Where the employee requests leave to care for a child whose school or place of care is closed, DOL adopts recently-issued IRS guidance by limiting EPSL and FMLA+ only to those situations where the employee must actually care for the child and no other suitable person (e.g., co-parents, co-guardians, or the usual childcare provider) is available to care for the child during the period. If another caretaker is available to care for the child, the employee is not entitled to leave.
Q. What documentation must an employee provide to support the need for FFCRA leave to care for their child in these situations?
A. If an employee has requested FFCRA leave to care for a child whose school is closed or childcare is unavailable, the employee must provide the employer (either orally or in writing) the following information:
- The date(s) for which he/she requests leave;
- The reason for leave; and
- A statement that the employee is unable to work because of the above reason.
Because the school or place of care is closed or child care provider is unavailable, the employee must also provide:
- The name of the child;
- The name of the school, place of care, or child care provider that has closed or become unavailable; and
- A statement that no other suitable person is available to care for the child. If the child is older than 14, the employee also must provide a description of the special circumstances that require the employee to provide care to the child
State and Local Laws
Q. Do We Need to Worry about any State or Local Laws Impacting an Employee’s right to take caregiver leave?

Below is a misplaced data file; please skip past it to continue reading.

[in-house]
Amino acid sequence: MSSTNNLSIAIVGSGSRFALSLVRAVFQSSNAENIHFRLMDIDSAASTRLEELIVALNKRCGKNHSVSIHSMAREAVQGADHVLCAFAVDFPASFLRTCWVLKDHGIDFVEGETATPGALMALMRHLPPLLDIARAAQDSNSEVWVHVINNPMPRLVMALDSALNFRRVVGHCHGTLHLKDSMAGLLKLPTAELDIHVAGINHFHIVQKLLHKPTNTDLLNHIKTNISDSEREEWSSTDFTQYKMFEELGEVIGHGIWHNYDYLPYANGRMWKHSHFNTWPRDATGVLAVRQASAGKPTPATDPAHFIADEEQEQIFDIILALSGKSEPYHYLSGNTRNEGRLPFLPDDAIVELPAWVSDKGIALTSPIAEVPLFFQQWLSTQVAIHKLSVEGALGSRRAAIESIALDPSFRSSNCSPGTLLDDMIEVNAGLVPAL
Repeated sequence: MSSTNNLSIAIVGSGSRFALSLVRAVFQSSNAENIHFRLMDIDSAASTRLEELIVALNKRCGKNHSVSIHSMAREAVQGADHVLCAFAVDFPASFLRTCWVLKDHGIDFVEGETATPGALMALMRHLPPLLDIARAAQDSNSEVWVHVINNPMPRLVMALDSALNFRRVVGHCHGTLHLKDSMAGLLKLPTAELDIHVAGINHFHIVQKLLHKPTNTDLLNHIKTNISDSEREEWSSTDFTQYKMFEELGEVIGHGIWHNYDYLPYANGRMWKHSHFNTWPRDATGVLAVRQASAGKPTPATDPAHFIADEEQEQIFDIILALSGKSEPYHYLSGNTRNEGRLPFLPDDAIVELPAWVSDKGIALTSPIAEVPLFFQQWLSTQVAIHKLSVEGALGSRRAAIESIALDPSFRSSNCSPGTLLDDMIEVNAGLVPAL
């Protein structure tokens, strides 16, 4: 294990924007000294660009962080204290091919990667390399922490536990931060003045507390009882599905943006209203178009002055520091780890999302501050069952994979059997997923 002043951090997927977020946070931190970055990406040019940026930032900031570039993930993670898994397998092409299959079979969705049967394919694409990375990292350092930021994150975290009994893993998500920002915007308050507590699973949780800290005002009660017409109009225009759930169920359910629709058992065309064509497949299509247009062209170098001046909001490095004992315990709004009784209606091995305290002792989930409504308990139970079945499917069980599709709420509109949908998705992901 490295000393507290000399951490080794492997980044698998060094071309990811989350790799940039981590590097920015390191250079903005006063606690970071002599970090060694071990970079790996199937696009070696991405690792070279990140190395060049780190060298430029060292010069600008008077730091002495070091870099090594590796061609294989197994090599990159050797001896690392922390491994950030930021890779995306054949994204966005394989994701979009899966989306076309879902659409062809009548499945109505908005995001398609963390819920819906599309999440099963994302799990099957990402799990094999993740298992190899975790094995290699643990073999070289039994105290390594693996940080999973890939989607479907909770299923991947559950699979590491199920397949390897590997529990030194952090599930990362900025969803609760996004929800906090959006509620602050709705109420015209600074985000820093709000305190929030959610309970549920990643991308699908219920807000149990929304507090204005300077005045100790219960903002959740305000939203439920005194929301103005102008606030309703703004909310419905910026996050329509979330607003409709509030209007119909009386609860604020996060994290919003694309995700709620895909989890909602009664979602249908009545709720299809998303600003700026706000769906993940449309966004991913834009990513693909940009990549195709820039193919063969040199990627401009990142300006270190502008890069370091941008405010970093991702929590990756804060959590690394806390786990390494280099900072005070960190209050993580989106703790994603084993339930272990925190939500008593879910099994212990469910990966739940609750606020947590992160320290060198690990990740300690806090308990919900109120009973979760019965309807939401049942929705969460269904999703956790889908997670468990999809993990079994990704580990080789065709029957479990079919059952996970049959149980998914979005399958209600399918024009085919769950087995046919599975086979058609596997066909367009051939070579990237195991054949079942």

A. In a word, yes. Although larger employers (with 500 or more employees) are not governed by FFCRA, several states and a few municipalities have enacted or amended paid sick leave laws to account for time off due to COVID-19 related reasons. These laws and ordinances typically do not cap out at a maximum number of employees. For example, Colorado, New Jersey, Oregon, the District of Columbia and several cities in California (Emeryville, Long Beach, Los Angeles, Oakland, Sacramento, San Diego, San Francisco, San Jose, San Mateo, and Santa Rosa) have extended FFCRA-like benefits to larger employers not covered by the federal law. Because these laws generally provide leave in addition to any FFCRA entitlement, it’s critical that you determine how these laws impact your employees.
Be mindful of your state and local obligations.
Q. Are there any creative ideas to help parents meet their work and family obligations while remote learning remains the norm for the foreseeable future?
A. Glad you asked. As I’ve stated before, this pandemic is shining a light on the need for employers to recognize and creatively address the very delicate balance parents have both to their job and their families. In its FAQs and guidance, the DOL has encouraged employers and employees to collaborate to find solutions that meet their mutual needs. Unlike ever before, I find that employers are increasingly becoming more flexible with time off to attend to COVID-related issues, especially for employees who have exhausted all available leave.
Here are some other options:
- Adjusting schedules so that employees with care-giving needs could be shifted to account for an earlier or later start/finish time so that they can balance work-family obligations
- Temporary unpaid leave and/or temporary job reassignment
- Increased opportunities to telework
- Allowing intermittent leave to address child care issues
- Some employers have secured nanny or tutor resources that can be accessed through a workplace EAP so that employees can find the support they need
What’s working for you? What creative solutions are you implementing in order to maintain employee morale and helping your employees balance work and family commitments? I welcome your feedback so we can all get through this together.